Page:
In February of 1941 a British merchant vessel, carrying Silver, named the SS Gairsoppa was torpedoed by a German submarine 300 miles off the coast of Ireland in international waters. Ships that carries the type of cargo that she was carrying is normally escorted by a military ship for protection. As they were sailing the Gairsoppa was running low on fuel and due to strong headwinds, heavy cargo and high seas it needed to leave her convoy and head for Galway harbor for fuel. Shortly thereafter is when the attack occurred.
The ship was on its way home from India with 7,000 tons of cargo which included tea, pig iron and silver. On February 16th German sub U-101 hit the ship with a torpedo just behind the bridge causing it to sink in 20 minutes.
85 crewmen were left stranded, 32 men made it into lifeboats, only one survived. Richard Ayres the second officer on the ship made it to shore 13 days after the attack at the Lizard Lighthouse in Cornwall.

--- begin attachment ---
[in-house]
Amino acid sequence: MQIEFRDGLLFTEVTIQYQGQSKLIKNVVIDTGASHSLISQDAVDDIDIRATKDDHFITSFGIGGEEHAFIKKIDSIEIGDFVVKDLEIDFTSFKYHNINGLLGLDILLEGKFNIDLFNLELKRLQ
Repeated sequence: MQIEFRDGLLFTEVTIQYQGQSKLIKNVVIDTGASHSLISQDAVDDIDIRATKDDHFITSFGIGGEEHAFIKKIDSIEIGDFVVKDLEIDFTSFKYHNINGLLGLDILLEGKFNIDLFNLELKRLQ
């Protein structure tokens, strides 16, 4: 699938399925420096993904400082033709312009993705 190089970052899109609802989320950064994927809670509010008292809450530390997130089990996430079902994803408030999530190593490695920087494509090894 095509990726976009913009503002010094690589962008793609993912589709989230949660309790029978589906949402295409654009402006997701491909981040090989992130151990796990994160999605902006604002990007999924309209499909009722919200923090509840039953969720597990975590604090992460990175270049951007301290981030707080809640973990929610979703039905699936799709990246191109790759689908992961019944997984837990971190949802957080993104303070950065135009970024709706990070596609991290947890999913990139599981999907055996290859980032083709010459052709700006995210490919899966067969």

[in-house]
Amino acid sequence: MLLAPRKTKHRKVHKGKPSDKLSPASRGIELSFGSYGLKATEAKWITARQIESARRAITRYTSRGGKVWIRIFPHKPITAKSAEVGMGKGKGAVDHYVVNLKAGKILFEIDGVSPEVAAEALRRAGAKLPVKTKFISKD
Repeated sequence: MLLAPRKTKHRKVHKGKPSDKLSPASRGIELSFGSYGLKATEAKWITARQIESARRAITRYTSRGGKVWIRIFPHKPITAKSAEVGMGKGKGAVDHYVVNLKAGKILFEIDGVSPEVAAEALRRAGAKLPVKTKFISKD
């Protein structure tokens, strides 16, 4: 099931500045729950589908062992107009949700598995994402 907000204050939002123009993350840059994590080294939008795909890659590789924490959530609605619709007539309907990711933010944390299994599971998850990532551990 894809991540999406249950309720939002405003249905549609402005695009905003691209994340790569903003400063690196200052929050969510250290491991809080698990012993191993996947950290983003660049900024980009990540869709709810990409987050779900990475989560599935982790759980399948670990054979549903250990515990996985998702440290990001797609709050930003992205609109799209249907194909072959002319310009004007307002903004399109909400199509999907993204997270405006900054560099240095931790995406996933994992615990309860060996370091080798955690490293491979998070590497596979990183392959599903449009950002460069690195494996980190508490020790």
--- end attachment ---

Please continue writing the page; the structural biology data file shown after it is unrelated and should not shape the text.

In 1989 the British government invited prospects the opportunity to find and salvage the ship. Nearly 20 years later in January of 2010, the government awarded a two-year contract to a US based company called Odyssey Marine Exploration (the highest bidder) to find and salvage the ship. Almost two years into the search, Odyssey announced that it had found and indentified the SS Gairsoppa 4,700 meters below the surface.
“Given the orientation and condition of the shipwreck, we are extremely confident that our planned salvage operation will be well suited for the recovery of this silver cargo,” said Odyssey senior project manager Andrew Craig.
The ship is said to contain 7 million ounces (219 tons) of silver worth around $210 million, which is down over 25% due to silver’s recent pullback. Odyssey is contracted to receive 80% of the haul’s value with 20% going to the British government. The operation is scheduled to begin in the spring of 2012 to recover the bullion silver.